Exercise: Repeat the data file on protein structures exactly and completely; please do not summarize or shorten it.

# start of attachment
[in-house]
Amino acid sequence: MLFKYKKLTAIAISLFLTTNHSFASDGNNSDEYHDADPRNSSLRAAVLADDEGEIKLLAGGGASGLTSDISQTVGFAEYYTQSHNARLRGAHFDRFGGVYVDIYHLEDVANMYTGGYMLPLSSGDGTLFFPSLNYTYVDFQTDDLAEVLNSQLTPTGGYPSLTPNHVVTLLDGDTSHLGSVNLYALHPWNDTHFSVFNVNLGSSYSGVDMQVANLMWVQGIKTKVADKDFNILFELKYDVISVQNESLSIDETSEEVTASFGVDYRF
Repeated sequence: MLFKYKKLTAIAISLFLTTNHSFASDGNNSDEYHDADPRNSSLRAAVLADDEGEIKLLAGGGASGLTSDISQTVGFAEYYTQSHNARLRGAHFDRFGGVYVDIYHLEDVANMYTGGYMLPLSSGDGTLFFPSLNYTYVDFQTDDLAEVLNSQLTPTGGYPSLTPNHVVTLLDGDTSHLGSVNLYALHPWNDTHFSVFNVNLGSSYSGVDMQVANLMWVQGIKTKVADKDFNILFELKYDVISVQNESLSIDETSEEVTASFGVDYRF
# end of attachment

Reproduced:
[in-house]
Amino acid sequence: MLFKYKKLTAIAISLFLTTNHSFASDGNNSDEYHDADPRNSSLRAAVLADDEGEIKLLAGGGASGLTSDISQTVGFAEYYTQSHNARLRGAHFDRFGGVYVDIYHLEDVANMYTGGYMLPLSSGDGTLFFPSLNYTYVDFQTDDLAEVLNSQLTPTGGYPSLTPNHVVTLLDGDTSHLGSVNLYALHPWNDTHFSVFNVNLGSSYSGVDMQVANLMWVQGIKTKVADKDFNILFELKYDVISVQNESLSIDETSEEVTASFGVDYRF
Repeated sequence: MLFKYKKLTAIAISLFLTTNHSFASDGNNSDEYHDADPRNSSLRAAVLADDEGEIKLLAGGGASGLTSDISQTVGFAEYYTQSHNARLRGAHFDRFGGVYVDIYHLEDVANMYTGGYMLPLSSGDGTLFFPSLNYTYVDFQTDDLAEVLNSQLTPTGGYPSLTPNHVVTLLDGDTSHLGSVNLYALHPWNDTHFSVFNVNLGSSYSGVDMQVANLMWVQGIKTKVADKDFNILFELKYDVISVQNESLSIDETSEEVTASFGVDYRF